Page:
The Toca 511 virus selectively infects and spreads throughout brain-cancer cells and not healthy cells. Cancer cells infected with Toca 511 and programmed to produce an anticancer drug are pictured in brown (human tissue).
Doctors at UCLA and other institutions have achieved a milestone in the treatment for people with recurrent brain cancers. The development includes the treatment of glioblastoma, the most common and aggressive form of brain cancer, by successfully demonstrating that a modified virus can extend the lives of patients with this deadly disease.
If a glioblastoma tumor recurs following chemotherapy and radiation, there are few treatment options left, and patients have only months to live. In a phase I multicenter clinical trial, researchers found that, of the 43 participants who were given the investigational treatment Toca 511 and Toca FC, overall survival increased to 13.6 months compared to 7.1 months for an external control. For some patients, survival was extended to more than two years, with few side effects.
The findings were led by Timothy Cloughesy, MD (FEL ’92), a member of the UCLA Jonsson Comprehensive Cancer Center and director of the UCLA Neuro-Oncology Program, and Michael A. Vogelbaum, MD, PhD, professor of neurosurgery and associate director of the brain tumor neuro-oncology center at the Cleveland Clinic. Their work is the first publication of clinical data involving this new type of modified virus known as a retroviral replicating vector (RRV).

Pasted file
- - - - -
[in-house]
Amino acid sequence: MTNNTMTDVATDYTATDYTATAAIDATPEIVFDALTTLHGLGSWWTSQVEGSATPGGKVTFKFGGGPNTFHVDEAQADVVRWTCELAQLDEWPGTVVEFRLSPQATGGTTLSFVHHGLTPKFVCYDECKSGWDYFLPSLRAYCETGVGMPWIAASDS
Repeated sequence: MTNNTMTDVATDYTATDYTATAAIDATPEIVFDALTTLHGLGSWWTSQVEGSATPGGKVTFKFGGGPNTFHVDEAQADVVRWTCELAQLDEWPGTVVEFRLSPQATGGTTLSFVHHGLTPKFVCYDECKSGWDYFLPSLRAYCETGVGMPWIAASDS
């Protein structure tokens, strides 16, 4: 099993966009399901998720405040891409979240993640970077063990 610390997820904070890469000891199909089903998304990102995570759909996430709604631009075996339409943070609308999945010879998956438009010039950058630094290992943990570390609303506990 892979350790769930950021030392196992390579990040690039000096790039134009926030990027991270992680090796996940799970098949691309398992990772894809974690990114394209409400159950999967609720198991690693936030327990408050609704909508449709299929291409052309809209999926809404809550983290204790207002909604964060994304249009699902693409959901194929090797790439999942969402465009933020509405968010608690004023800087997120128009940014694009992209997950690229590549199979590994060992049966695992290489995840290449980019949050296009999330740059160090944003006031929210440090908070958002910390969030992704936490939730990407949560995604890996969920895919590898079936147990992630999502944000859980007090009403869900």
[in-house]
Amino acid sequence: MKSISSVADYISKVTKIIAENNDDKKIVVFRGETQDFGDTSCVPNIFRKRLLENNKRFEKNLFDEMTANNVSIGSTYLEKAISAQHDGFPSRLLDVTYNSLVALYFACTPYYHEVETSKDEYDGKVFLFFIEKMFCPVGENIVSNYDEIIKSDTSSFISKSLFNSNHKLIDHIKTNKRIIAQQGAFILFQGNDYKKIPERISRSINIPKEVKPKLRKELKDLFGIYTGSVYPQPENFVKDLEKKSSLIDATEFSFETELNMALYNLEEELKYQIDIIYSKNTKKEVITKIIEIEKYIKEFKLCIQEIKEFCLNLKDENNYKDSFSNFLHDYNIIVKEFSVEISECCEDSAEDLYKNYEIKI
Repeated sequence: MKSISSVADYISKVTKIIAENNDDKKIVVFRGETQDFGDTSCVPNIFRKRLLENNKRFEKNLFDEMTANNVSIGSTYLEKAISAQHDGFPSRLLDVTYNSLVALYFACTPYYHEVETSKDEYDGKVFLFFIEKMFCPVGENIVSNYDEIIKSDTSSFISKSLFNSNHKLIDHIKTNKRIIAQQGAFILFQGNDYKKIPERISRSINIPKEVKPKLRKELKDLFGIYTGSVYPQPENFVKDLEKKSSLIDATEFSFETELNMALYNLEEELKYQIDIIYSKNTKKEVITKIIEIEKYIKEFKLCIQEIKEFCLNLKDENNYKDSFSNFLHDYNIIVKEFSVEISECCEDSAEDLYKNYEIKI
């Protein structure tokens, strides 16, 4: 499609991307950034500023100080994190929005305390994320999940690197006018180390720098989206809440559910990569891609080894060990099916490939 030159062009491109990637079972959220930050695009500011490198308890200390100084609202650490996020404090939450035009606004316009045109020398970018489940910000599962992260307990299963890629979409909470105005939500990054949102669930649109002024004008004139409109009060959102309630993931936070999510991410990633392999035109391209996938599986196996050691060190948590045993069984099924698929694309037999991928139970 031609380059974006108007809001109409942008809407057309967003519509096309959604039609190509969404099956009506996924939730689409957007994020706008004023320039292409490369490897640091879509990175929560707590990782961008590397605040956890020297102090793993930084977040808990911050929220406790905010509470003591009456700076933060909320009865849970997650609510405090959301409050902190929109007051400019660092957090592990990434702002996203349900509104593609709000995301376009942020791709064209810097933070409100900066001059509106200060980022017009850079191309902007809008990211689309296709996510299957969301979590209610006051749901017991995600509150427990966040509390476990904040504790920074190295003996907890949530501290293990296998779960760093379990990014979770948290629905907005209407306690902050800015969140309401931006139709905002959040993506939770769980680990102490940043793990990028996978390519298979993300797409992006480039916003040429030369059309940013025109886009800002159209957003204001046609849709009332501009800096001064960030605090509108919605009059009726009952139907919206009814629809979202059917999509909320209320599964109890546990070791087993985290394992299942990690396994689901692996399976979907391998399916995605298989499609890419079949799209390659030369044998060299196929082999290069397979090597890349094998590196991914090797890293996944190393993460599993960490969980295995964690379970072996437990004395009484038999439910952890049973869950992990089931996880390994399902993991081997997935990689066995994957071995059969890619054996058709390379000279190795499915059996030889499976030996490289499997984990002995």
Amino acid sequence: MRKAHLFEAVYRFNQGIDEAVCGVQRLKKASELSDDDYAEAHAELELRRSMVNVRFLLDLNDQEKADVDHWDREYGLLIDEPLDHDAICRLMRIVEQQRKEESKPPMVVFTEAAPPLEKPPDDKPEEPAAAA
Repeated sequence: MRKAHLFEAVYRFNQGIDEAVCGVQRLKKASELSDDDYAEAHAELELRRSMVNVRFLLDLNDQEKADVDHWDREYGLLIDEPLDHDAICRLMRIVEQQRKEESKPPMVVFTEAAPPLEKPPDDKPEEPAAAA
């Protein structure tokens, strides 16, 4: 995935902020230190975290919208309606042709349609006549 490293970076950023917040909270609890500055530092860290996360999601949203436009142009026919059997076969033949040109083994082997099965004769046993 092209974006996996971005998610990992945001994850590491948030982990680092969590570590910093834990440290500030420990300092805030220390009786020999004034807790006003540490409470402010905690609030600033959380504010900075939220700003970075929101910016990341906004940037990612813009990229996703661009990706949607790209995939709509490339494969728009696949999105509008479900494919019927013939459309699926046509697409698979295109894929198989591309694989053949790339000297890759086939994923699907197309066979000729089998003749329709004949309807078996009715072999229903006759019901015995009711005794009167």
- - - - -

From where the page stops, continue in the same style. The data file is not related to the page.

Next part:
RRVs can deliver a therapeutic gene with a specific function to a cancer cell and insert it, thereby enabling cell killing. The use of RRVs holds promise in the development of innovative new therapies for many types of cancer, including brain cancers. “For the first time, these clinical data show that this treatment, used in combination with an antifungal drug, kills cancer cells and appears to activate the immune system against them while sparing healthy cells,” Dr. Cloughesy says.
During the first step of treatment, the patient is given an injection of Toca 511, which is a modified virus that selectively infects actively dividing cancer cells and delivers a gene for an enzyme called cytosine deaminase (CD) to the cancer cells. As it spreads through the tumor, Toca 511 programs the cancer cells to make CD. Next, the patient is prescribed oral cycles of Toca FC, an antifungal drug, for seven days, every four-to-eight weeks.
The genetic changes created by Toca 511 allow infected cancer cells to convert Toca FC into the U.S. Food and Drug Administration-approved anticancer drug 5-fluorouracil (5-FU). As a result, infected cancer cells and cells that help tumors hide from the immune system are selectively killed, subsequently activating the immune system to recognize and kill cancer cells, while leaving healthy cells unharmed.
An estimated 40 percent of study participants who received higher doses of the combo treatment during the phase I clinical trial were still living after two years. The researchers also noted that some study participants had partial or complete shrinkage of their tumor, which has lasted for a year or longer, and are still doing well. Additionally, Toca 511 & Toca FC demonstrated a favorable safety and tolerability profile. Based on the new clinical findings, the research has moved into a phase 2/3 international clinical trial, called Toca 5, for patients with recurrent glioblastoma or anaplastic astrocytoma.
“Phase 1 Trial of Vocimagene Amiretrorepvec and 5-fluorocytosine for Recurrent High-grade Glioma,” Science Translational Medicine, June 1, 2016